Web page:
Indian activist Sandeep Pandey recently taught a three-day course, "Building Democracy at the Grassroots in India," at Carnegie Mellon University's Heinz School of Public Policy and Management. During his visit, he also held an open discussion with students.
Pandey received the Magsaysay Award for Emergent Leadership in 2002 — often referred to as the Asian Nobel — for his efforts to provide basic education to underprivileged children in India, undertaking a nuclear disarmament peace march, promoting peace and friendship at the people-to-people level between India and Pakistan and fighting communal politics.
An engineer by training, Pandey briefly held a faculty post at the Indian Institute of Technology in Kanpur before dedicating his life to grassroots struggles.
He advocates for the importance of keeping the needs of the poor in India in mind over the demands for privatization, economic liberalization and industrialization.
"We need paths of development where the benefits of modern science and technology can be equitably shared with the majority of the population," he said.
As a doctoral student at University of California, Berkeley, Pandey co-founded the Asha (Hope) for Education organization. The group raises funds and builds a volunteer base for improving basic education in lower-caste Indian communities.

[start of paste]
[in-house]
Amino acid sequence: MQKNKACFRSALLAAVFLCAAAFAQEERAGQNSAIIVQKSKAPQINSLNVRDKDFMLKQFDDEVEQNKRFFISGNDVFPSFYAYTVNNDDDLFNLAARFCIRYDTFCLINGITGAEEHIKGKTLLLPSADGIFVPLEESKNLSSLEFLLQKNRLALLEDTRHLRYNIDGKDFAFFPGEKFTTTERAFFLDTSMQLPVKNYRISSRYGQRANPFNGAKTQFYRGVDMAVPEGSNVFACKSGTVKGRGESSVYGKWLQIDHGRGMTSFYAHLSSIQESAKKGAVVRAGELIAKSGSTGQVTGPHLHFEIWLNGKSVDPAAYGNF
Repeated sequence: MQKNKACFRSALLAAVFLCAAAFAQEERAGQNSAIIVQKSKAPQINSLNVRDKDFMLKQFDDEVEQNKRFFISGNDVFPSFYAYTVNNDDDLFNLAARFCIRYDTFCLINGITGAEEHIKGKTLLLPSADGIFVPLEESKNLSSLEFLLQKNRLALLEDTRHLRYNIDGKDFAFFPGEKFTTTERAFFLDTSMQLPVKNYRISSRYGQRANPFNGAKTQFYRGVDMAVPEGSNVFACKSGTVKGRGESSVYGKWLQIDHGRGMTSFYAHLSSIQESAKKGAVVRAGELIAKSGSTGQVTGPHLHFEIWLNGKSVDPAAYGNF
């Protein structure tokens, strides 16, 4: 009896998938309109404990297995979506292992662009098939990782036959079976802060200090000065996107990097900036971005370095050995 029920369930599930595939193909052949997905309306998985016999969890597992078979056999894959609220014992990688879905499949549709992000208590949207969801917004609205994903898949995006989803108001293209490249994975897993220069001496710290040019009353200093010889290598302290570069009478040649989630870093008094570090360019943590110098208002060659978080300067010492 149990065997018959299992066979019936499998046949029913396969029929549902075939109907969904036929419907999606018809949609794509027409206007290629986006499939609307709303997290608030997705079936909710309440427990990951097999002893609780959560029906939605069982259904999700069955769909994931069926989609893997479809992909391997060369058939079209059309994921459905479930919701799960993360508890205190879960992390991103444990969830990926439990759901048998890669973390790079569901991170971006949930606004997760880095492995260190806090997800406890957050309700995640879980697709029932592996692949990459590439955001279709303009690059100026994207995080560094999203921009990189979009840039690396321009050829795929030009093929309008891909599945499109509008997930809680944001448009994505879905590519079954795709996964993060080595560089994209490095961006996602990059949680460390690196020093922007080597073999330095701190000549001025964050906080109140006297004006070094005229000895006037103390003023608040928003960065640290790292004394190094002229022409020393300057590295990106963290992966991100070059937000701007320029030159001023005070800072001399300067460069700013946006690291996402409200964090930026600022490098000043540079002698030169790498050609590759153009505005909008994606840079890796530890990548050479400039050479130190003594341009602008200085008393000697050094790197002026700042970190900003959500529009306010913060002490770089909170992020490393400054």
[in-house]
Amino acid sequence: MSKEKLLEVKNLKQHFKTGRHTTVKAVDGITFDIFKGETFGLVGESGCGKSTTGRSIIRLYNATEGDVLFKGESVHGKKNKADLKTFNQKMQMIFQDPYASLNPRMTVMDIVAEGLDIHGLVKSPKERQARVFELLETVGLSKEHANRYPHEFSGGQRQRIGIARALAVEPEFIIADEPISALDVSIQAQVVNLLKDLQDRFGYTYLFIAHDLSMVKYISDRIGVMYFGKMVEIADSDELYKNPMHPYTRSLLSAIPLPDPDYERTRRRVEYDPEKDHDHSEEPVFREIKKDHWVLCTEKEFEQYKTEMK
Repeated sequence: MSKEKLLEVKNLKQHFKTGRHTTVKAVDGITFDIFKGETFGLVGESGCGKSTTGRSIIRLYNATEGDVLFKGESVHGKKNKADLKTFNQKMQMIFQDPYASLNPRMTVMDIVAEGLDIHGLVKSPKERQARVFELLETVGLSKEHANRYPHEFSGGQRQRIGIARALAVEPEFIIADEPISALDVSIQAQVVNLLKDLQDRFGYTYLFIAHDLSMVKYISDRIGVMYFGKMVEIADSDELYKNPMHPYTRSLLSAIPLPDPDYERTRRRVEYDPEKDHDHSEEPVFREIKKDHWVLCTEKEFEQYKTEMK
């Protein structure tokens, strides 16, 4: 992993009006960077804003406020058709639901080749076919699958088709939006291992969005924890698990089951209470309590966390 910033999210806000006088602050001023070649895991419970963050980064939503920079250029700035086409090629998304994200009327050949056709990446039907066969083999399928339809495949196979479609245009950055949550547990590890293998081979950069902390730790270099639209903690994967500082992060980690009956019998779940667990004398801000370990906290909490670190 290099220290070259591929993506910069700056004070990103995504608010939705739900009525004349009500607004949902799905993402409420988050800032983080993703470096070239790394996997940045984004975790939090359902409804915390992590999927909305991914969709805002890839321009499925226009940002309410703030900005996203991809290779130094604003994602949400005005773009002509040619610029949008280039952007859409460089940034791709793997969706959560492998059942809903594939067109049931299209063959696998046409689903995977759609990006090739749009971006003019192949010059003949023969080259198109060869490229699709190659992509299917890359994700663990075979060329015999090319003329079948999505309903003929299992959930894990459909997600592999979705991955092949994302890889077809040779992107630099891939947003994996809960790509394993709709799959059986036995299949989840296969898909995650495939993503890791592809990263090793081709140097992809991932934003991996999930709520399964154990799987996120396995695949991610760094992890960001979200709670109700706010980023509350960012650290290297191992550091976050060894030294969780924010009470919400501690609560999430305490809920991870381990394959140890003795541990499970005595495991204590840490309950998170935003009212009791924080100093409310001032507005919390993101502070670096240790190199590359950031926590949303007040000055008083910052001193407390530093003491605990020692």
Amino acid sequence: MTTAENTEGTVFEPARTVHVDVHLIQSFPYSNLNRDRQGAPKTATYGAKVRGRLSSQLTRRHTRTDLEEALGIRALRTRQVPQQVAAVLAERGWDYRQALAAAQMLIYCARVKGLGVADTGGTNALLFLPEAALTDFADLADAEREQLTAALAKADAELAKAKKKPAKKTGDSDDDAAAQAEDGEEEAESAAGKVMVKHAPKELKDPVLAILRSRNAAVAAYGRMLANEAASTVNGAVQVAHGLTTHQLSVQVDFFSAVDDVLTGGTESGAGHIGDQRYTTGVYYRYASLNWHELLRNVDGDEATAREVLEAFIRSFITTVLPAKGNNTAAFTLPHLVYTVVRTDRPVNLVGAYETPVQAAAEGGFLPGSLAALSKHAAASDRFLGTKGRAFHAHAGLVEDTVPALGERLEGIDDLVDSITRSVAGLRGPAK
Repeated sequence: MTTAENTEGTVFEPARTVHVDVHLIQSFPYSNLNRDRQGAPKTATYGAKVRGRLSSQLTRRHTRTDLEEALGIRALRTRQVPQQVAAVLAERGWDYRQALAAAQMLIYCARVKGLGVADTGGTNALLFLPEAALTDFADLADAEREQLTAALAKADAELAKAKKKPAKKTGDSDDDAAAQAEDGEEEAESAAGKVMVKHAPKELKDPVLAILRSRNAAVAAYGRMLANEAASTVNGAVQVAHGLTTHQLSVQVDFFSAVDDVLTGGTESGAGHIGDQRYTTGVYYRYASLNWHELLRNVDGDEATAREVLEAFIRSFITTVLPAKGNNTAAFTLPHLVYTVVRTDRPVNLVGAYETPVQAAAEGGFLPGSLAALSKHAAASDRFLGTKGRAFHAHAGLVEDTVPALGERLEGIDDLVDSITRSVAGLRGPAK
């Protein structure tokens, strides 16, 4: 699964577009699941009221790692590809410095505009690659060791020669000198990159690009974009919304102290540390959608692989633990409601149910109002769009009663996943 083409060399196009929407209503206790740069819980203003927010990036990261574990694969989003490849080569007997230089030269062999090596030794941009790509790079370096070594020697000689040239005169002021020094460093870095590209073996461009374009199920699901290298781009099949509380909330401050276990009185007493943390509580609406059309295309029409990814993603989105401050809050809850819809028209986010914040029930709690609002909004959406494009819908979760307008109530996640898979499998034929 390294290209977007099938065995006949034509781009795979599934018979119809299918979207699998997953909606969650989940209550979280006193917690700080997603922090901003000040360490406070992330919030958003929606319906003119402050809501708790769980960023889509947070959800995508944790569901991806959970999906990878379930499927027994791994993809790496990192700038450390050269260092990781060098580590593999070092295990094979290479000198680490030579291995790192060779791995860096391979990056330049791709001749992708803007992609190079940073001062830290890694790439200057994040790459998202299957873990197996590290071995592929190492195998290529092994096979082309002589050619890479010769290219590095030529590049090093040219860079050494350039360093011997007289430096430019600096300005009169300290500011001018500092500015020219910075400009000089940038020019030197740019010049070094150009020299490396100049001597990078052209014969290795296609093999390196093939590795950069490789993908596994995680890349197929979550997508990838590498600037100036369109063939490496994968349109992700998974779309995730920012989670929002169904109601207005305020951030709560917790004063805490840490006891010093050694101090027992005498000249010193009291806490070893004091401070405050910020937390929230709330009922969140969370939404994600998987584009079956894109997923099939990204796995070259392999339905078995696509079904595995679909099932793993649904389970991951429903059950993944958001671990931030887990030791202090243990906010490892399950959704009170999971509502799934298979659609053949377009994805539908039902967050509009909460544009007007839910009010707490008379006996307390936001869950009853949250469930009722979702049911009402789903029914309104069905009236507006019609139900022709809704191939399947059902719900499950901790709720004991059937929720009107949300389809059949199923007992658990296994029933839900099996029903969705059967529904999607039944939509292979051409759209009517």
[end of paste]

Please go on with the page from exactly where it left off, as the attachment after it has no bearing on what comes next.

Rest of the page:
He has since made headlines by walking about 1500 kilometers from Pokhran, a nuclear test site, to Sarnath, where the Buddha first taught his disciples. He's also led a peace march from Delhi, India, to Multan, Pakistan — initiating peace-building discussions at villages in both countries along the way.
Pandey's visit was sponsored by the Heinz School's Institute for Social Innovation (ISI). Directed by Alan Friedman, the ISI was established in 2006 to foster innovation and entrepreneurship in the social sector through education, research, and local and global outreach.